Will the Minister deal with that point when he replies ? Does the Coal Board intend to sell the houses over the heads of the people who occupy them ? It would be an absolute scandal if that happened. Almost all those young people are under 40 and have young children. They have given up their homes in other areas to live in the rescue station. For their houses to be sold over their heads, as
Column 151happened in Aldermaston under the same Government, would be criminal, just as it was in the case of the Atomic Weapons Establishments police.
What guarantee will be given to the young men who work in the mines rescue service ? Will they be allowed to remain in their houses for six months, 12 months or some other period ? What time period will they be given ? I stress that those people have had to uproot themselves from their communities in order to provide this service. Those young men are the cream of the profession. They have shown dedication, loyalty and, in many instances, bravery of the highest order. They deserve some respect, loyalty and support in return. If the Coal Board is to close these stations these people will have to be treated generously so that they can adjust to the situation outside their current employment. Any action less than that will be a crime committed by the Government.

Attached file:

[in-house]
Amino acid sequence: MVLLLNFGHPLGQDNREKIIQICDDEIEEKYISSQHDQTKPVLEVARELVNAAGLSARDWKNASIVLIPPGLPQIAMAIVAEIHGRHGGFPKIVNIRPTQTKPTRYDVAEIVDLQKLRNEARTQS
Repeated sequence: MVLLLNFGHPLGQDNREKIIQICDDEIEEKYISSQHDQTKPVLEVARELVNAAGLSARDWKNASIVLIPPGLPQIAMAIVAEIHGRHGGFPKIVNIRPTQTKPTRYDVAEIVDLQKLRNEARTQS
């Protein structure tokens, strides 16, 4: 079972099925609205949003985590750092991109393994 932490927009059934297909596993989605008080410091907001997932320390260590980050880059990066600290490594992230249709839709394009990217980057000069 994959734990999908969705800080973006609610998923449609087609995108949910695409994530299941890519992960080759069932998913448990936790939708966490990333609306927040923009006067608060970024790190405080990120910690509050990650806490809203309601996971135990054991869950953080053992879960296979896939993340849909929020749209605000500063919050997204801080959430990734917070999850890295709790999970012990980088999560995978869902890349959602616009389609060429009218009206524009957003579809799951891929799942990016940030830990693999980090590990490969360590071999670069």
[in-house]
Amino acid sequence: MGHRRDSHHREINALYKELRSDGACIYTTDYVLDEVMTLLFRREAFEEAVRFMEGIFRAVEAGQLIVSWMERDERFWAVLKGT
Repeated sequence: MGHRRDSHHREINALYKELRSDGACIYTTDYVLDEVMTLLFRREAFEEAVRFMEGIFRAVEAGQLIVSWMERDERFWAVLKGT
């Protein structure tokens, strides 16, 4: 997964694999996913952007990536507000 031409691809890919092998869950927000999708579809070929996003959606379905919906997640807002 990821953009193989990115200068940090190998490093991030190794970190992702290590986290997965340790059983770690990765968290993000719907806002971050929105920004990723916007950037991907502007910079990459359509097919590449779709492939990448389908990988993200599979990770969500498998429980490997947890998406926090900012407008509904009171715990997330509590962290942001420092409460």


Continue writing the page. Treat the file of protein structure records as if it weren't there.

Mr. William O'Brien : I will dwell briefly on the value of mining museums to the tourist trade throughout the regions, and particularly on their value to the Wakefield and West Yorkshire area. The closure of mines- -in my constituency the last pit, Sharlston, closed last July--has signalled the end of mining in the Normanton constituency. At one time, there were 23 pits in the area and now there is none. The area has a mining background. People will learn of the traditions of the communities and history will be projected into the future through the mining museum situated in the Huddersfield and Wakefield area. Therefore, the proposals in this new clause and the amendments taken with it are significant. They provide some safeguards for traditional inspections, maintenance of underground corridors, maintenance of inspections for safety reasons, and maintenance of winding equipment, cages and other equipment which are necessary if the museum is to continue operating. That is the purpose of the new clause and of the amendments taken with it.